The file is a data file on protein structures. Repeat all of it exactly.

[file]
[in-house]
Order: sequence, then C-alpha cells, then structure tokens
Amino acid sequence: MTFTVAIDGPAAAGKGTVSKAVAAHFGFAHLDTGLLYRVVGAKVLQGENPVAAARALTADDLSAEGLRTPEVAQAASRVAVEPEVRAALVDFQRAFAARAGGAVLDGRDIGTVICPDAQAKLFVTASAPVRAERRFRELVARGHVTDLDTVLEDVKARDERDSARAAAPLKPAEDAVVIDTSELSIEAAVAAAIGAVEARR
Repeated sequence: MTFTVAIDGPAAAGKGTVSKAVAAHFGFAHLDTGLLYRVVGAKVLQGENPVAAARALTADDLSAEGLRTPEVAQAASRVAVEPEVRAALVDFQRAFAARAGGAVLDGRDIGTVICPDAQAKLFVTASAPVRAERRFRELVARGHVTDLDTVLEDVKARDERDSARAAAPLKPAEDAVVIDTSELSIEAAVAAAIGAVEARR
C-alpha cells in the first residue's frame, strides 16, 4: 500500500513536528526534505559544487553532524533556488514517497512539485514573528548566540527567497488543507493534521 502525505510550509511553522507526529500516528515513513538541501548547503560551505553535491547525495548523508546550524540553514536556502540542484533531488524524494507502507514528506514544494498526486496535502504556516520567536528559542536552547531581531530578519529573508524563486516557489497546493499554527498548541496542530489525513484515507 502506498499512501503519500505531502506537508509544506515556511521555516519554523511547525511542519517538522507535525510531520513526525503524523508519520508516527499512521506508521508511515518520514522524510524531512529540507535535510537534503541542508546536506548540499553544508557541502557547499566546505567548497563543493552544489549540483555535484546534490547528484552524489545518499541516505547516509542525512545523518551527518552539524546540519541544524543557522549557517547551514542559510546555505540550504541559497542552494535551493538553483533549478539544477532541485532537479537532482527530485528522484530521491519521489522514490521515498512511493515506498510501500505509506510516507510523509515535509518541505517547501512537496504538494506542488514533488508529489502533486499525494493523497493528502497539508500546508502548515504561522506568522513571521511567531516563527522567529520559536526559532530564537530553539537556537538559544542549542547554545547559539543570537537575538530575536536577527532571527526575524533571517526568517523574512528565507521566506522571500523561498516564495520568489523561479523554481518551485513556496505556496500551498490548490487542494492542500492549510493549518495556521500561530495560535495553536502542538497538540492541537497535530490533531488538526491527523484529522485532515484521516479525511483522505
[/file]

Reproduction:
[in-house]
Order: sequence, then C-alpha cells, then structure tokens
Amino acid sequence: MTFTVAIDGPAAAGKGTVSKAVAAHFGFAHLDTGLLYRVVGAKVLQGENPVAAARALTADDLSAEGLRTPEVAQAASRVAVEPEVRAALVDFQRAFAARAGGAVLDGRDIGTVICPDAQAKLFVTASAPVRAERRFRELVARGHVTDLDTVLEDVKARDERDSARAAAPLKPAEDAVVIDTSELSIEAAVAAAIGAVEARR
Repeated sequence: MTFTVAIDGPAAAGKGTVSKAVAAHFGFAHLDTGLLYRVVGAKVLQGENPVAAARALTADDLSAEGLRTPEVAQAASRVAVEPEVRAALVDFQRAFAARAGGAVLDGRDIGTVICPDAQAKLFVTASAPVRAERRFRELVARGHVTDLDTVLEDVKARDERDSARAAAPLKPAEDAVVIDTSELSIEAAVAAAIGAVEARR
C-alpha cells in the first residue's frame, strides 16, 4: 500500500513536528526534505559544487553532524533556488514517497512539485514573528548566540527567497488543507493534521 502525505510550509511553522507526529500516528515513513538541501548547503560551505553535491547525495548523508546550524540553514536556502540542484533531488524524494507502507514528506514544494498526486496535502504556516520567536528559542536552547531581531530578519529573508524563486516557489497546493499554527498548541496542530489525513484515507 502506498499512501503519500505531502506537508509544506515556511521555516519554523511547525511542519517538522507535525510531520513526525503524523508519520508516527499512521506508521508511515518520514522524510524531512529540507535535510537534503541542508546536506548540499553544508557541502557547499566546505567548497563543493552544489549540483555535484546534490547528484552524489545518499541516505547516509542525512545523518551527518552539524546540519541544524543557522549557517547551514542559510546555505540550504541559497542552494535551493538553483533549478539544477532541485532537479537532482527530485528522484530521491519521489522514490521515498512511493515506498510501500505509506510516507510523509515535509518541505517547501512537496504538494506542488514533488508529489502533486499525494493523497493528502497539508500546508502548515504561522506568522513571521511567531516563527522567529520559536526559532530564537530553539537556537538559544542549542547554545547559539543570537537575538530575536536577527532571527526575524533571517526568517523574512528565507521566506522571500523561498516564495520568489523561479523554481518551485513556496505556496500551498490548490487542494492542500492549510493549518495556521500561530495560535495553536502542538497538540492541537497535530490533531488538526491527523484529522485532515484521516479525511483522505